With the rise in popularity of “superfood” greens such as kale and collard greens, it appears that my favourite spinach has taken a backseat.
But this tasty, affordable and incredibly versatile green deserves a place as a staple item on the household-shopping list, as it remains one of the most nutritionally dense foods around.
It’s no wonder spinach was Popeye’s food of choice, with just a one cup serving providing 35% of your daily iron needs, 84% of your manganese, 65% of your Folate and a whopping 300% of your daily vitamin A requirement!
As part of the amaranth family, there are three different types of spinach generally available – savoy, smooth-leaf, and baby spinach, with the latter being the most popular. Savoy has crisp, creased curly leaves, whilst smooth-leaf (or English) spinach has flat, unwrinkled, spade-shaped leaves that are great in soups and stews. All varieties of spinach have a milder flavour and delicate texture compared to most leafy greens (such as kale), making spinach a much more child-proof vegetable, and an easy addition to any juice or smoothie.
Try to choose organic spinach leaves if you can as this leafy green is exposed to pesticides more readily than, say, a root vegetable that is more protected in the ground as it grows.
If you aren’t able to afford organic, wash your spinach with a little white or apple cider vinegar to reduce any pesticide residue.
Calorie for calorie, leafy green vegetables such as spinach provide more nutrients than any other food. This is why health professionals across the world and most dietary disciplines (vegan, paleo, holistic, mainstream) are united in their belief that they should form the bulk of your diet.
Spinach has a high water content, helping to not only keep you hydrated, but also making you feel fuller and reducing your tendency to load up on denser, nutritionally poorer choices.
Let’s shine the spotlight on this miraculous leafy green by delving deep into its history, uses, and nutritional benefits. I’ve also included a delicious healthy bread recipe, that will change everything you thought you knew about cooking with spinach.
Spinach is said to have originated in ancient Persia (Iran), and has a relatively recent history in Europe when compared to other vegetables. In addition to Popeye, one of Spinach’s greatest proponents was Catherine de Medici, an Italian historical figure in the 16th Century. She was such a fan that when she would depart Florence on her travels, she would request that her cooks bring spinach to prepare! It’s thanks to this that chefs nowadays refer to dishes prepared on a bed of spinach as “a la Florentine”.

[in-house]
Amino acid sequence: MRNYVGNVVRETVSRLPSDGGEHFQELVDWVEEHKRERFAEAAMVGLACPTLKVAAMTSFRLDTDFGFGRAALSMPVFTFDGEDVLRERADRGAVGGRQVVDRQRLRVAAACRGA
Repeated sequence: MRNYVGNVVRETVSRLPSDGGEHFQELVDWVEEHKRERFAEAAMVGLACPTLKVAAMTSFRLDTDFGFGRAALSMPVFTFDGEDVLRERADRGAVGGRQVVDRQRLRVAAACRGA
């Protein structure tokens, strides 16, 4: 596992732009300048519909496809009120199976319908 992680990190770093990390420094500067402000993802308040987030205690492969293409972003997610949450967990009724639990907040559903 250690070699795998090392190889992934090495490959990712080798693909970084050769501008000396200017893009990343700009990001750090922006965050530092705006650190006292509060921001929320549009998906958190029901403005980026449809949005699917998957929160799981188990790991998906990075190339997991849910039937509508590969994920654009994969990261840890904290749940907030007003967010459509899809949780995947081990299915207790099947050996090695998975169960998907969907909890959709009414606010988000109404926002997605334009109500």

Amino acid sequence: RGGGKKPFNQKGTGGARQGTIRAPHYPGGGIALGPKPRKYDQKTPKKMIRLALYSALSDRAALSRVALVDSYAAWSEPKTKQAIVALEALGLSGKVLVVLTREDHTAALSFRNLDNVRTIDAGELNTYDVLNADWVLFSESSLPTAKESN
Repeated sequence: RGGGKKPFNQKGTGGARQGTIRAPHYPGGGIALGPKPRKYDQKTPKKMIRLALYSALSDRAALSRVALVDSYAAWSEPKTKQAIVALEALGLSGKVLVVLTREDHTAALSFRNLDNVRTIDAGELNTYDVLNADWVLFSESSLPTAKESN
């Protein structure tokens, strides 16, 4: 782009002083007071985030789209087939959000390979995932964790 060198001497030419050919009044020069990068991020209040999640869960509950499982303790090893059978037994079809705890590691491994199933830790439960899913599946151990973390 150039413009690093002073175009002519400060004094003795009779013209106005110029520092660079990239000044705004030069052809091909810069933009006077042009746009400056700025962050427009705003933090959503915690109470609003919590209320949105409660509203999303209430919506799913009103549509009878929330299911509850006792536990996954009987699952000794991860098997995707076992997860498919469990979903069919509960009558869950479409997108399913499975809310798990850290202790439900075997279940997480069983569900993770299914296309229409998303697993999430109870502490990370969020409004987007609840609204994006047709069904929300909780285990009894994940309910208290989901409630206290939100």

Spinach is among a small number of foods that contain oxalates, naturally occurring substances found in plants and some animal products. Some research has suggested that the oxalates in Spinach may interact with calcium absorption. To be on the safe side, if you do take a calcium supplement it is best to take it at least two hours before or after a meal containing spinach (not in the morning with your green smoothie) to increase the chances of optimal absorption … otherwise you may end up with very expensive looking pee!
Spinach grows well in temperate climates. Today, the Netherlands and the United States are among the largest commercial producers of spinach, although you can purchase seeds and attempt to grow it yourself, and if you live in Australia, temperatures are also well suited.
Although in Australia Spinach is available throughout the year, it is technically “in season” throughout Spring, Summer and Winter. Look for it at your local organic markets and grocers, and buy in good quantities, its versatility means you’re likely to include it in a variety of meals through the week. Also bear in mind the wilting factor, you always end up with a lot less than you previously had.
The high iron and protein content of spinach is one of it’s super-human strengths, but you may be surprised to learn that by regularly consuming spinach, you can protect yourself against inflammatory problems, oxidative stress-related problems, cardiovascular problems, and bone problems. Among one of the world's healthiest vegetables, spinach is rich in vitamins and minerals, and is also a concentrated source of health-promoting phytonutrients such as carotenoids and flavonoids, all of which provide powerful antioxidant protection.